Institute for War and Peace Reporting | Giving Voice, Driving Change

Recycling Industry Booms in Idlib

Collecting and reusing waste has proved to be an unexpected source of income.
By Maher al-Omar
  • Rubbish recycled every day. (Photo: Maher al-Omar)
    Rubbish recycled every day. (Photo: Maher al-Omar)

Twelve-year-old Amer roams the streets of Maarrat al-Nu’man from morning to night, gathering whatever scraps of plastic and metal he can find.

Covered in dust, his hair shaggy and unkempt, the boy stuffs his loot into a sack with the aim of selling it to make a little money for himself and his family.

Like many others in the Idlib countryside, Amer is scratching a living by collecting and selling rubbish. Some scraps go to specialised recycling factories, while other items can be resold if not too damaged.

“My father has been detained for more than three years,” Amer said. “I live with my mother and my brothers. I left school after the bombing of my village, Maasran, and we were displaced to Kafr Nabl. I tried to find a job so as to make some money to support us, but in vain.”

So Amer turned to collecting rubbish, a job that needs no experience or special training. This means it is a popular way for children to earn a few coins. Each day, Amer manages to collect enough rubbish to buy two bags of bread for his family.  

The local recycling industry is thriving as a result of the conflict. Not only does collecting and recycling rubbish provide otherwise destitute people with an income, it has reduced waste and kept the streets cleaner.

Scrap dealers drive around the city, announcing their presence through loudspeakers attached to their cars. Children rush over to sell them what they have collected during the day.

Hammoud Hosrum, a 35-year-old rag-and-bone-man, said he usually bought “aluminium containers, leftover doors, broken windows, damaged batteries, plastic tools,  copper and old bread” from the children.

Hosrum continued, “I buy a kilo of plastic for 125 Syrian pounds, steel for 50 pounds, copper for 3,500 pounds and  dry bread for 100 pounds and then I go to metal smelters to sell them, while dry bread is sold to [animal] feed shops.”

He said that buying and selling scrap had once been more profitable. These days, few people threw away goods or wasted food these days because of the war.

His colleague, Abu Omar, noted that homes destroyed in bombings were now seen as treasure troves, rich in resources such as the iron rods used in building.

Some craftsmen in Maarrat al-Nu’man have developed a method of recycling iron extracted from the rubble of destroyed houses.

Local people are delighted with this new resource. Saloum Qitaz said that he was more than happy to buy recycled iron to use to rebuild his house. The 41-year-old said that new iron would cost double and was not much superior in quality.

Abu Firas, who owns a metal smelting plant, said, “There are many metal smelters and recycling factories in the Idlib countryside. We buy all used and damaged household appliances, in addition to any metal tools, through intermediaries who buy them by travelling around the villages and towns of people who collect them.”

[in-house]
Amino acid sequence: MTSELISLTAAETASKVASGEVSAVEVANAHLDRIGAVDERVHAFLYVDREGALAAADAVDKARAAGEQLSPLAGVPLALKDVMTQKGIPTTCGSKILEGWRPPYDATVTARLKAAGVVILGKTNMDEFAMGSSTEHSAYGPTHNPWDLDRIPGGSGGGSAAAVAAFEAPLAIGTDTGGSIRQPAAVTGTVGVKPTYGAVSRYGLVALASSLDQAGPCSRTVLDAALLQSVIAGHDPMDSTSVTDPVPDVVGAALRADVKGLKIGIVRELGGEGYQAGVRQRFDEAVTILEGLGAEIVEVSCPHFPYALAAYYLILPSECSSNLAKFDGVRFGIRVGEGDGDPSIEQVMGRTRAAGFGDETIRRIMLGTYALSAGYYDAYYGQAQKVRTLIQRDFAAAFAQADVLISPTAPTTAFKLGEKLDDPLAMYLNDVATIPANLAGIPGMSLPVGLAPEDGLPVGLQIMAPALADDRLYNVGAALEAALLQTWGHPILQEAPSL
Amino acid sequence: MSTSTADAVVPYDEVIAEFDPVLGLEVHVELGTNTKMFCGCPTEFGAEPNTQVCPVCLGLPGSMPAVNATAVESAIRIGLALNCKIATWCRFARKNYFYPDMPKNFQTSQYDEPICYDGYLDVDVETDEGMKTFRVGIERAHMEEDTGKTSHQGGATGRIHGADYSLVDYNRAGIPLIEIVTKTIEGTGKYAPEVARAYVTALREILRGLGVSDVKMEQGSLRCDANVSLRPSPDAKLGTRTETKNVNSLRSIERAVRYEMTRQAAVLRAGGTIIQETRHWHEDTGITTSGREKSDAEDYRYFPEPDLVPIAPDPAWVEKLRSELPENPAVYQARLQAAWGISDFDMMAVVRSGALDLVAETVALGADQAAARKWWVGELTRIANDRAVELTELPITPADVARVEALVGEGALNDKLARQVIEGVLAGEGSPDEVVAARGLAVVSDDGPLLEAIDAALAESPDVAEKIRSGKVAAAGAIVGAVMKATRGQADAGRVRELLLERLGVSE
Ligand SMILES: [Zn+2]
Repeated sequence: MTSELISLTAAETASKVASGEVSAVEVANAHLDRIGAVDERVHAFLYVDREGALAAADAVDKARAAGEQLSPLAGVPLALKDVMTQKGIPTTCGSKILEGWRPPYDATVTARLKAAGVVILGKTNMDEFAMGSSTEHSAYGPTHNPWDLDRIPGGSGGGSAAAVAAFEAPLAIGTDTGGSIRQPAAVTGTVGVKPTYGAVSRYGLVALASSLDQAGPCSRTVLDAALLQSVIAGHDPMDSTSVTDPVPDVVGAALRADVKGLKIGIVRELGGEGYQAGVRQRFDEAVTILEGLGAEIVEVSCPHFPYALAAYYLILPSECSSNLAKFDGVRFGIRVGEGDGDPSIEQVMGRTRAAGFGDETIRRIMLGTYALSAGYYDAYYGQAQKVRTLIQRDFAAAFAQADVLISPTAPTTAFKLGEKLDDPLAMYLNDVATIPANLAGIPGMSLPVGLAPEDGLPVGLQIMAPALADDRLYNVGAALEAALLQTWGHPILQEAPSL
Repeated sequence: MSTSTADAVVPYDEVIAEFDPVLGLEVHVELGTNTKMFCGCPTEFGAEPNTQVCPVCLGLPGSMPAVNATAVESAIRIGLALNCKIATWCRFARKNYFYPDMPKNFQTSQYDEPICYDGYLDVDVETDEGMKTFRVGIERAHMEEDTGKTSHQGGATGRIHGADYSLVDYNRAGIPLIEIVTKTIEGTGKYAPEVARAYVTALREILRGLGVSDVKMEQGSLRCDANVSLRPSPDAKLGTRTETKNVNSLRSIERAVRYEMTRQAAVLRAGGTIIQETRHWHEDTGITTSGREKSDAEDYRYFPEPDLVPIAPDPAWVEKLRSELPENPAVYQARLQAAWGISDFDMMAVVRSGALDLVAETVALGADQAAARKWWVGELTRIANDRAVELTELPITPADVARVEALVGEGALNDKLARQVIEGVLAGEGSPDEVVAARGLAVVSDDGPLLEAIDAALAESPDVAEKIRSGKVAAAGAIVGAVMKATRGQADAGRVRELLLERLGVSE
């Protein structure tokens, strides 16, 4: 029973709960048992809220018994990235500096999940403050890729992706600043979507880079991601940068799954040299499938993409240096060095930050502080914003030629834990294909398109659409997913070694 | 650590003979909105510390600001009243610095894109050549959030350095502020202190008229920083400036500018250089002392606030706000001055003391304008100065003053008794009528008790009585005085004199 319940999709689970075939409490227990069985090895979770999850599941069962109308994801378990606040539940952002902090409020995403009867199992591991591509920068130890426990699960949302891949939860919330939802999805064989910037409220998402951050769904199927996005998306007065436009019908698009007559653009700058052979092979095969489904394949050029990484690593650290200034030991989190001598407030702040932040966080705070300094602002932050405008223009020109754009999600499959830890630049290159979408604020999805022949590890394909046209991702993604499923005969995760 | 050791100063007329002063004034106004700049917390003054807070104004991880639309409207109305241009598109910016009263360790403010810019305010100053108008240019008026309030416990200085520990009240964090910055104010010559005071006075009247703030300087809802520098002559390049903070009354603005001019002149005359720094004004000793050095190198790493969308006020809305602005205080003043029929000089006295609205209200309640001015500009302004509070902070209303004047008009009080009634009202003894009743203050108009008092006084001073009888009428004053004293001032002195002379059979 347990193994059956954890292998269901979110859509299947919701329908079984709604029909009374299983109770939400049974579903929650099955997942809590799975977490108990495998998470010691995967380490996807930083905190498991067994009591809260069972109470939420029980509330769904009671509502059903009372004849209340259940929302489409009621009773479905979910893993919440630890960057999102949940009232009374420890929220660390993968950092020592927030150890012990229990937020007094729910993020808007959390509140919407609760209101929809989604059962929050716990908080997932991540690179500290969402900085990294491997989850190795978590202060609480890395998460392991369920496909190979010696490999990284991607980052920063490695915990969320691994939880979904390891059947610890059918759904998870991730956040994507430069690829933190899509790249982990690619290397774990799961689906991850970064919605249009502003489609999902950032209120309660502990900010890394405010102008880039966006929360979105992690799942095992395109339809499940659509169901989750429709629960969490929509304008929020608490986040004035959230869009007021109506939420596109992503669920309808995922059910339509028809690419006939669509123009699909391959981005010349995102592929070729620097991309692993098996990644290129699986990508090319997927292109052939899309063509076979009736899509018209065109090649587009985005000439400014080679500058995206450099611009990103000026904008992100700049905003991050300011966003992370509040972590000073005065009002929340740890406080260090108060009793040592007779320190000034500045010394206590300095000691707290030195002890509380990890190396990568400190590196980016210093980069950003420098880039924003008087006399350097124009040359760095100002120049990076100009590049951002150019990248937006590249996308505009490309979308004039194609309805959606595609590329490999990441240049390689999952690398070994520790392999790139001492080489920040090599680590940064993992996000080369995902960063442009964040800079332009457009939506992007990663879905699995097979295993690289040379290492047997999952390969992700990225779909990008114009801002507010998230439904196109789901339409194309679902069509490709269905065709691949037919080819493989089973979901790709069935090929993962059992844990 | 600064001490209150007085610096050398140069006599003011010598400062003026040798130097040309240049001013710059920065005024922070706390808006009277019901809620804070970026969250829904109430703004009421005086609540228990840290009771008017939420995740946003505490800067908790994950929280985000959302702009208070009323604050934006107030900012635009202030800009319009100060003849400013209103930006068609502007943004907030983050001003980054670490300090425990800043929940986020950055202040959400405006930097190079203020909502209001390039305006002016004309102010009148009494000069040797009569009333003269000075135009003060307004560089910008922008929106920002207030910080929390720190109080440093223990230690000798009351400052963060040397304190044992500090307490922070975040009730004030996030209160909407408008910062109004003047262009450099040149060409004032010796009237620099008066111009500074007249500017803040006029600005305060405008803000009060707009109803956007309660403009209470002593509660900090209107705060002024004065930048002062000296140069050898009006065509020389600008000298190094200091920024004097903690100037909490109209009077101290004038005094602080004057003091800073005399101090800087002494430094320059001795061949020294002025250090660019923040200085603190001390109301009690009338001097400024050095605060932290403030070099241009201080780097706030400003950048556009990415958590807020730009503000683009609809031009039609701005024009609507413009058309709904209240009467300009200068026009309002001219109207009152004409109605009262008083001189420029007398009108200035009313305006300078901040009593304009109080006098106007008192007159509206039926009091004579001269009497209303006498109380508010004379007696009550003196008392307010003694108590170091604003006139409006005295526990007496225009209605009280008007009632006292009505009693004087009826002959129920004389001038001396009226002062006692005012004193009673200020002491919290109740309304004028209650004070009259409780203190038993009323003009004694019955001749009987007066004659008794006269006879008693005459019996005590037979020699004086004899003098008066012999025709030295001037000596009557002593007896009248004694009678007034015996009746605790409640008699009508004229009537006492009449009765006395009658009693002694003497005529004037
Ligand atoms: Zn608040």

The 41-year-old went on to explain the technique used to extract the metals.

“First we separate the plastic from the metal, then we separately smelt them to form alloys. Then we sell them to local factories, and sometimes they are exported to Turkey,” he said.

Abu Firas employs a large number of young people at his factory, including many who had lost government jobs.

One of the workers, 28-year-old Wael Shaheen, said, “I get paid twice a week, at an average of 1,800 Syrian pounds per day. I work six hours a day and there are more than 40 other workers in the factory.”

Smiling broadly, he continued, “Thank God, we are working. There are people who dream of a job that doesn’t force them to migrate to Turkey or Lebanon.”

Some have voiced concerns over the environmental impact of the methods used by the recycling industry.

“This industry leads to some damage caused by burning of materials to smelt them,” said Ghassan al-Shawaf, 32, an environmental expert, who said that the burning fuel released cancer-producing particles and increased the amount of carbon dioxide in the air.

Abu Mohammed, a member of Kafr Nabl’s local council, said that the benefits outweighed the potential risks.

“[Recycling] factories are located in remote places far from residential areas,” he said. “The recycling industry has played a positive role in cleaning up the environment from rubbish and the detritus of war. The rubbish would pose a greater danger if it was left scattered everywhere.”

Local councils in Idlib have been supportive of the recycling industry, which has also  contributed to falling prices for metal and plastic goods. Previously, traders had had to import raw materials from outside Syria to supply factory owners.

Locals say that they have benefited as a result of the clear difference in price between goods made in these factories and those which are imported.

Um Hassan recently bought a number of plastic chairs for her house.

“For the first time since the beginning of the revolution, I found a salesman telling me that he didn’t buy his goods in dollars, so he didn’t increase the price,” the 54-year-old said. “When I asked him about this, he told me that the chairs were locally made.”

Um Hassan said that she hoped this meant that local industry could return to pre-war levels, when high quality goods were produced at reasonable prices.

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